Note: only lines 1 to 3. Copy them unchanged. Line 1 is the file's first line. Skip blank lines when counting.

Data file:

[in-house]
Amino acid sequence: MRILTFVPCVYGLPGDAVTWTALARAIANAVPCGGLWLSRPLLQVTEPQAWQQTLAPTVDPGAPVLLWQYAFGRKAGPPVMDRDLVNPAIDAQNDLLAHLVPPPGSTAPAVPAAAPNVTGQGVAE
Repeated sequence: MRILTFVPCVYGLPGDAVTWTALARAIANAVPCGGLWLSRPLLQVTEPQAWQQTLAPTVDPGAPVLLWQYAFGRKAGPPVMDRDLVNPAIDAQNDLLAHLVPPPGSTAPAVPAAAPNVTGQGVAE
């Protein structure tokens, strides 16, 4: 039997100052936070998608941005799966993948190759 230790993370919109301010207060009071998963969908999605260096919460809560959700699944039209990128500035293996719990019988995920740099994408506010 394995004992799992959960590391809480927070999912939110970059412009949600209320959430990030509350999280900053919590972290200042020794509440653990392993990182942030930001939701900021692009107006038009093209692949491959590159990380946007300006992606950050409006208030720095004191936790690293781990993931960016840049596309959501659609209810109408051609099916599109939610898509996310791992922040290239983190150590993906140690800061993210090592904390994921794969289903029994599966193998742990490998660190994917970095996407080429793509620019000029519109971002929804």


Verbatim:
[in-house]
Amino acid sequence: MRILTFVPCVYGLPGDAVTWTALARAIANAVPCGGLWLSRPLLQVTEPQAWQQTLAPTVDPGAPVLLWQYAFGRKAGPPVMDRDLVNPAIDAQNDLLAHLVPPPGSTAPAVPAAAPNVTGQGVAE
Repeated sequence: MRILTFVPCVYGLPGDAVTWTALARAIANAVPCGGLWLSRPLLQVTEPQAWQQTLAPTVDPGAPVLLWQYAFGRKAGPPVMDRDLVNPAIDAQNDLLAHLVPPPGSTAPAVPAAAPNVTGQGVAE